Change at Westergaard: Jim Lord "steps down"greenspun.com : LUSENET : TimeBomb 2000 (Y2000) : One Thread
At the end of his latest Westergaard article, The "Real" Y2K Problem , Jim Lord states that he's stepping down as a weekly columnist at Westergaard to reportedly spend time on a broader range of topics. He notes that he "asked to be released for personal reasons" and that he'll continue to do a weekly column at his own site (SurviveY2k.com). He'll be less visible, that's certain. Being published at Westergaard has much more "weight" than a personal Website.
Less than nine months left and the "facts on the ground" continue to change...
-- Mac (email@example.com), April 12, 1999
Here's a snip...
And what about Window Number Three. According to the recent Senate Y2K Report several important sectors are stuck here. They're on a collision course and have no plans or capability to change their fate. They are on track to strike the Y2K iceberg. They include:
1. Half of the small governmental entities in the country. Cities, towns, counties, school districts, water conservancy boards, etc.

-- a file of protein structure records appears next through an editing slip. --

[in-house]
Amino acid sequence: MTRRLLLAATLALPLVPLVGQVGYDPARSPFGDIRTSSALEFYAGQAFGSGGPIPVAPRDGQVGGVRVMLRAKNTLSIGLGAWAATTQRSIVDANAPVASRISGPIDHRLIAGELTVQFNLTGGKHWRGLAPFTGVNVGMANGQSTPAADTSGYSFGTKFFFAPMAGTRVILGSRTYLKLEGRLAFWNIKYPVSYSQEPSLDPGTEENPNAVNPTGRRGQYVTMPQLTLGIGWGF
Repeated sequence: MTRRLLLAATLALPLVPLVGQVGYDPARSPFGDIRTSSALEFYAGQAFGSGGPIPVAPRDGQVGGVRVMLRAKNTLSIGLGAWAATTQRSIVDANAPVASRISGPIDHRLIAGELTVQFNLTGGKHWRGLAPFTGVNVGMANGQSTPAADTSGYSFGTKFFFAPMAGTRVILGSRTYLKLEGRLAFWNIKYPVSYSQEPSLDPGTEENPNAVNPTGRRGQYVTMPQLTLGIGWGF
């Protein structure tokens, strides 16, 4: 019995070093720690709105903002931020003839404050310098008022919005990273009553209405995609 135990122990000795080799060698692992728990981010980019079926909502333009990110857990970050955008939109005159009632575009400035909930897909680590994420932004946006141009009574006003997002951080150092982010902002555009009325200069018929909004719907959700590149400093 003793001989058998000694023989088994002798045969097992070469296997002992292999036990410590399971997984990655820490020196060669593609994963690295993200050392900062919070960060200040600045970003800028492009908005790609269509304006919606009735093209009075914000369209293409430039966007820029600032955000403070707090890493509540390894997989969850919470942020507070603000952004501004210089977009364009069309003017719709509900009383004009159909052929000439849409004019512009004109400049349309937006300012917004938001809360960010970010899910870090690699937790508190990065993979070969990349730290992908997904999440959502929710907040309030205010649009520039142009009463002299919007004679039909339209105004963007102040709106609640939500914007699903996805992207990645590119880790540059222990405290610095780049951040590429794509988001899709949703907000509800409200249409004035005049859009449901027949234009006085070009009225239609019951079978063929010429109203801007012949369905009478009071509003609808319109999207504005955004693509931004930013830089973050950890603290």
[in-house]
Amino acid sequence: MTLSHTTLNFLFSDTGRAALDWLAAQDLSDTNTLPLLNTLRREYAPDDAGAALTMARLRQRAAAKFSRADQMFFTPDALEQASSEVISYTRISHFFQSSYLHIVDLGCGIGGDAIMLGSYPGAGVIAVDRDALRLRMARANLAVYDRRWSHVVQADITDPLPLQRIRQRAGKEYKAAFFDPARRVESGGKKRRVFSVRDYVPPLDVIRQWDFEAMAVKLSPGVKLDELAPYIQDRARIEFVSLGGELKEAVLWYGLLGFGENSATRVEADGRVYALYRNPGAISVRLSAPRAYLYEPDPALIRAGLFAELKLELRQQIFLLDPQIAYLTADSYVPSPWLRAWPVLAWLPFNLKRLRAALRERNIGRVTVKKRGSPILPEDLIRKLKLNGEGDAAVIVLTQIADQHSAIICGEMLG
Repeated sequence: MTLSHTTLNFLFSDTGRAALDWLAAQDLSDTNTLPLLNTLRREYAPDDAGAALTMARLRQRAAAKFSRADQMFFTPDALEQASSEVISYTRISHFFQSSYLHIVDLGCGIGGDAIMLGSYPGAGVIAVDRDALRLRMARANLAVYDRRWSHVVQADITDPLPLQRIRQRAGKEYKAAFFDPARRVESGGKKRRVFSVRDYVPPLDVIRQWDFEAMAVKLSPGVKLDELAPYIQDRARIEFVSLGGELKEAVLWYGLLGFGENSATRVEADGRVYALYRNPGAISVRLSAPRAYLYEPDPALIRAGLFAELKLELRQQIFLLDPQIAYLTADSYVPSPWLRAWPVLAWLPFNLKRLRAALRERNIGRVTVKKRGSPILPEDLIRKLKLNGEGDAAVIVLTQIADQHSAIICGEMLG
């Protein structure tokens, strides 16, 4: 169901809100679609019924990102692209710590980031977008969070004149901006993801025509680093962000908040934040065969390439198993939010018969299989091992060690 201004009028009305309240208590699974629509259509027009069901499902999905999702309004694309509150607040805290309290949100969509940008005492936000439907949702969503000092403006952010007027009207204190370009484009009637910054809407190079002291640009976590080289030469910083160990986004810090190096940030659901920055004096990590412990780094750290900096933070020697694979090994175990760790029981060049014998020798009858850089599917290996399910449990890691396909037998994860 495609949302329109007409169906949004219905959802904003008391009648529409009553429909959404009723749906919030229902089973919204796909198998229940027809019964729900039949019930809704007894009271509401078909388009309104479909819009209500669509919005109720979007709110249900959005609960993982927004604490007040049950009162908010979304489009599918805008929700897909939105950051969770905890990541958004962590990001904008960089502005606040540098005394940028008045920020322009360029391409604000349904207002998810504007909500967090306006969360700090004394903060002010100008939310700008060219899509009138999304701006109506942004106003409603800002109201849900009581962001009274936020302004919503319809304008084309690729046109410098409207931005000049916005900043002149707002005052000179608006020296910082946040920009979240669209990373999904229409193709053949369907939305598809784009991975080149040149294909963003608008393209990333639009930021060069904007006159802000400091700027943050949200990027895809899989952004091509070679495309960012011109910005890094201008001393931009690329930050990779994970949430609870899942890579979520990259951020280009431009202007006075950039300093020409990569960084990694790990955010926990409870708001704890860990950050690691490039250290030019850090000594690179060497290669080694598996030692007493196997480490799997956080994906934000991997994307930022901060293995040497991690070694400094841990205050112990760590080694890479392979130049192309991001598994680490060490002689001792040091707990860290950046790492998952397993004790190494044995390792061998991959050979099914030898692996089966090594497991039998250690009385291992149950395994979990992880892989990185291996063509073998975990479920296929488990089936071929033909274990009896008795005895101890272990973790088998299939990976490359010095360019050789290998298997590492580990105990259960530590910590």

2. Half of the small businesses in the country. These constitute the bottom end of the supply chain for much of large business and the federal government. I wonder how many tens of thousands of small businesses provide critical spare parts to the U.S. military? My informal research indicates zero effort by the military to determine the Y2K compliance of any of these vendors.
3. Eighty percent or more of developing countries of the world. They provide many critical goods, most notably oil. 4. The Healthcare industry, which accounts for one seventh of the economy.
If Y2K consisted of nothing but the four items above, it would be a major problem. I'm no economist but there are enough seeds here alone for a recession it seems to me.
-- Kevin (firstname.lastname@example.org), April 12, 1999.
Good one Mac.
It's been a wonderful ride but it's time to move on. -- Jim Lord
His web-site ...
Time ... moves on ... as well. Tick tock.
Thank You, Jim!
-- Diane J. Squire (email@example.com), April 12, 1999.